The Dignities of Modernity

By Greg Thomas

Republished from Glenn Loury’s Substack

Editor’s Note: Glenn Loury did this interview with Institute for Cultural Evolution Senior Fellow, Greg Thomas, on The Glenn Show and published the transcribed excerpt below on his substack. We asked Glenn Loury for permission to republish it, and he agreed. It has been significantly edited from the video version for readability.

GLENN LOURY: What do you think is left of that great legacy? Ralph Ellison, Albert Murray, The Omni-Americans. We’re talking here about Stanley Crouch. All of these men are gone. We have their books, but has not the conversation about race, especially amongst African Americans, been seized by people who are not all that friendly to the worldview of those who would want to embrace our American heritage, who would want to focus on what has been created culturally, politically, by African-descended people here in America? People involved in the larger project of the making of American civilization at its foundations? 

I guess I’m trying to ask a question here, but I don’t know exactly what it is. I’m saying 50 years from now, are people going to know who Albert Murray was? Will they know who Stanley Crouch was?

GREG THOMAS: Well, if I have anything to say about it, they will. And the reason I say that is because I don’t just write about this legacy, I am also a part of a movement and a collaboration called “Combating Racism and Antisemitism Together: Shaping an Omni-American Future.” In October of 2021 we had a two-day broadcast where we gave Wynton Marsalis an honor. We had Bob O’Meally and Farah Jasmine Griffin from Columbia participate. We had various scholars, Jewish and black American, there to talk about the legacy of Albert Murray. And this is going to be an annual event. So definitely, if I have anything to do and say about it, it will continue.

But to answer the implied question that you asked, what happened to that legacy? And the answer is deep and complex, but I’ll try to bullet point it. I think that what happened starting in the ’60s, as John McWhorter points out, was that there was a shift. You have Dr. King and the Civil Rights Movement, but you also have a more radicalized movement arising in society. Not only the Black Arts Movement, but black nationalism, and Stokely Carmichael taking over SNCC from John Lewis. So you had a shift there, and Stanley Crouch talked about this a lot. But if you fast forward, that’s where some things began to go off-kilter. That’s when an intra-black American political development began to mirror this larger societal shift.

That’s when a larger perspective developed in the ’60s. You mentioned “worldview,” Glenn. Another worldview came online then, I think. A postmodern worldview. When you talk about the legacy of the Enlightenment, when you talk about the legacy of liberal democracy, when you talk about a secular orientation, as opposed to a religious traditional orientation, you’re talking about modernity. But postmodernity came online in the ’60s and developed, particularly in French thought with folks like Derrida and Foucault and others, a focus on the critique of power relations or the power dimensions of life. And then those who were left out of some of the fruits of modernity began to question: How do they do this? The postmodernists analyzed how power is gotten, kept, and maintained, and then they critiqued it, even down to the level of language. They deconstruct all of this, and this is what we see starting in the ’60s and continuing all the way through until today. When you are talking about Ibram X. Kendi and others like him, you’re talking about a whole new orientation, particularly on the progressive left, that emerged with postmodernism.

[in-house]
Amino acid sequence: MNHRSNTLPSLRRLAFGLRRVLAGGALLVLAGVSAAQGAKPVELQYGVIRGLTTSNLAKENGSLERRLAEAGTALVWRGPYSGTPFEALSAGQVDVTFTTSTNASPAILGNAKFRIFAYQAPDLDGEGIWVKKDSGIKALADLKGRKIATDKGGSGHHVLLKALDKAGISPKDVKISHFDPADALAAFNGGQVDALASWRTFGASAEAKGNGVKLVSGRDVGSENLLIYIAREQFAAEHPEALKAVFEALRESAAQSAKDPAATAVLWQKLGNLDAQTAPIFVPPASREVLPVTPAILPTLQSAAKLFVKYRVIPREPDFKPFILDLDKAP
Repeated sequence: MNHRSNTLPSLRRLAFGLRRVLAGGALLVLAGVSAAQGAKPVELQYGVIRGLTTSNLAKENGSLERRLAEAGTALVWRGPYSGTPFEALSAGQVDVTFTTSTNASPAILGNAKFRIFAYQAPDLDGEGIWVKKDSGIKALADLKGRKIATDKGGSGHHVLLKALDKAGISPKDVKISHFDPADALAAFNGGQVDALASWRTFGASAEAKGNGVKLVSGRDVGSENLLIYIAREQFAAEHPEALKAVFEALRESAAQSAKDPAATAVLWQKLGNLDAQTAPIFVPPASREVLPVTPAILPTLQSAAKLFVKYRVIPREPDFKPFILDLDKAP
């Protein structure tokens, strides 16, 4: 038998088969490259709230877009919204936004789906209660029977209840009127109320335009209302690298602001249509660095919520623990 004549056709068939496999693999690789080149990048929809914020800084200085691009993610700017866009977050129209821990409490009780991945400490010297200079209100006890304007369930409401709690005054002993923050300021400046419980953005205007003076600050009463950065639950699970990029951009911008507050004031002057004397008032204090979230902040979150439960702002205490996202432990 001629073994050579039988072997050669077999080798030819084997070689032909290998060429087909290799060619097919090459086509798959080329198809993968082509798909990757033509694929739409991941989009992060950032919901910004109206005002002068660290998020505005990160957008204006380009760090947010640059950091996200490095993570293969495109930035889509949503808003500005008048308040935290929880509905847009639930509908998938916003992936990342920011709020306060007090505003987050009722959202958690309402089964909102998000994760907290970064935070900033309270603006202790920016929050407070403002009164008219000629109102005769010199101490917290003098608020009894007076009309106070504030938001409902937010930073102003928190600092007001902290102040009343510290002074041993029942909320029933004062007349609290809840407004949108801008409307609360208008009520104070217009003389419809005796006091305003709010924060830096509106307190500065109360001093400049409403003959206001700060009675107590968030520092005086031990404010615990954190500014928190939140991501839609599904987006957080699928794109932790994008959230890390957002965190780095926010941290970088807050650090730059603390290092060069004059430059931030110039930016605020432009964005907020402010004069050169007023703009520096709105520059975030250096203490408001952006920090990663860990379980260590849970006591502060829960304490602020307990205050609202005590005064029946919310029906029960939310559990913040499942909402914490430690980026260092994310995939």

So understanding this particular postmodern worldview is really important, because once you understand it as a worldview, then you can say, okay, I see where they’re coming from. In the same way that modernity was built on top of traditionalism, where certain core values—family, duty, honor—provided an important foundation, but pushed off against the whole religious orientation, postmodernism pushes off against the downsides of modernity. So, each level is pushing off against its predecessor by critiquing it, while also being grounded in its predecessor’s achievements.

Without us being W.E.I.R.D.—Western, educated, industrialized, rich, and democratic—postmodernism wouldn’t even have a basis upon which to stand. The reason they can critique is because they can point out the contradictions in how the social contract in America, for example, was employed. But they’re not pointing out the fact that we are moving closer and closer to the ideals spelled out in that social contract. We have still got a ways to go, but it’s important to acknowledge that we are moving in the right direction. There are so many things that postmodernists miss and leave out because they’re focused on deconstructing and critiquing everything. When are we going to get to some reconstruction? When are we going to get to some synthesis? Something’s got to integrate these different worldviews. I’m also a part of that work, through an organization called the Institute for Cultural Evolution.